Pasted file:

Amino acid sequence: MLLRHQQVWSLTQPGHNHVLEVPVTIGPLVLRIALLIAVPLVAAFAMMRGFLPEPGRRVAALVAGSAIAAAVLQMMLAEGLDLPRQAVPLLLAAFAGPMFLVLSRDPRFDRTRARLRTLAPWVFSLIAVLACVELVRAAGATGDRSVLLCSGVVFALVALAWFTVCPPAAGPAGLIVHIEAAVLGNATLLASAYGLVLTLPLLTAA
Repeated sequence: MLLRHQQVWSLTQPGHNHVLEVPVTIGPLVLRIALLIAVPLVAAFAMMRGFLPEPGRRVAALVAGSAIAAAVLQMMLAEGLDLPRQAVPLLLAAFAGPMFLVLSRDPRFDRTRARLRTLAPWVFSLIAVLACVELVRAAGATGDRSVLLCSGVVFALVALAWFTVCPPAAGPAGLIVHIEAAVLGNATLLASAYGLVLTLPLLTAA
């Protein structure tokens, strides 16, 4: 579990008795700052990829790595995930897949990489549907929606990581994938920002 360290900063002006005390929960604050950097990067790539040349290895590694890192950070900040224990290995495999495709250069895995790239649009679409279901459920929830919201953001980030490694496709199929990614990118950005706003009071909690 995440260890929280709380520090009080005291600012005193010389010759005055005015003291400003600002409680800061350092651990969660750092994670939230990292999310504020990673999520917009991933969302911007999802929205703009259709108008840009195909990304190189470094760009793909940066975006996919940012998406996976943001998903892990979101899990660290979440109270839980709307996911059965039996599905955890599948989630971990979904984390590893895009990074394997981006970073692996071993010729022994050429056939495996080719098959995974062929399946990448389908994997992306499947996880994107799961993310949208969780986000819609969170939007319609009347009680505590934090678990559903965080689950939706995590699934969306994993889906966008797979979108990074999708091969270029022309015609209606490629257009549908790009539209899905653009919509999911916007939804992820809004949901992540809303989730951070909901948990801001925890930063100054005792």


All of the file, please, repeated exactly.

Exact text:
Amino acid sequence: MLLRHQQVWSLTQPGHNHVLEVPVTIGPLVLRIALLIAVPLVAAFAMMRGFLPEPGRRVAALVAGSAIAAAVLQMMLAEGLDLPRQAVPLLLAAFAGPMFLVLSRDPRFDRTRARLRTLAPWVFSLIAVLACVELVRAAGATGDRSVLLCSGVVFALVALAWFTVCPPAAGPAGLIVHIEAAVLGNATLLASAYGLVLTLPLLTAA
Repeated sequence: MLLRHQQVWSLTQPGHNHVLEVPVTIGPLVLRIALLIAVPLVAAFAMMRGFLPEPGRRVAALVAGSAIAAAVLQMMLAEGLDLPRQAVPLLLAAFAGPMFLVLSRDPRFDRTRARLRTLAPWVFSLIAVLACVELVRAAGATGDRSVLLCSGVVFALVALAWFTVCPPAAGPAGLIVHIEAAVLGNATLLASAYGLVLTLPLLTAA
């Protein structure tokens, strides 16, 4: 579990008795700052990829790595995930897949990489549907929606990581994938920002 360290900063002006005390929960604050950097990067790539040349290895590694890192950070900040224990290995495999495709250069895995790239649009679409279901459920929830919201953001980030490694496709199929990614990118950005706003009071909690 995440260890929280709380520090009080005291600012005193010389010759005055005015003291400003600002409680800061350092651990969660750092994670939230990292999310504020990673999520917009991933969302911007999802929205703009259709108008840009195909990304190189470094760009793909940066975006996919940012998406996976943001998903892990979101899990660290979440109270839980709307996911059965039996599905955890599948989630971990979904984390590893895009990074394997981006970073692996071993010729022994050429056939495996080719098959995974062929399946990448389908994997992306499947996880994107799961993310949208969780986000819609969170939007319609009347009680505590934090678990559903965080689950939706995590699934969306994993889906966008797979979108990074999708091969270029022309015609209606490629257009549908790009539209899905653009919509999911916007939804992820809004949901992540809303989730951070909901948990801001925890930063100054005792």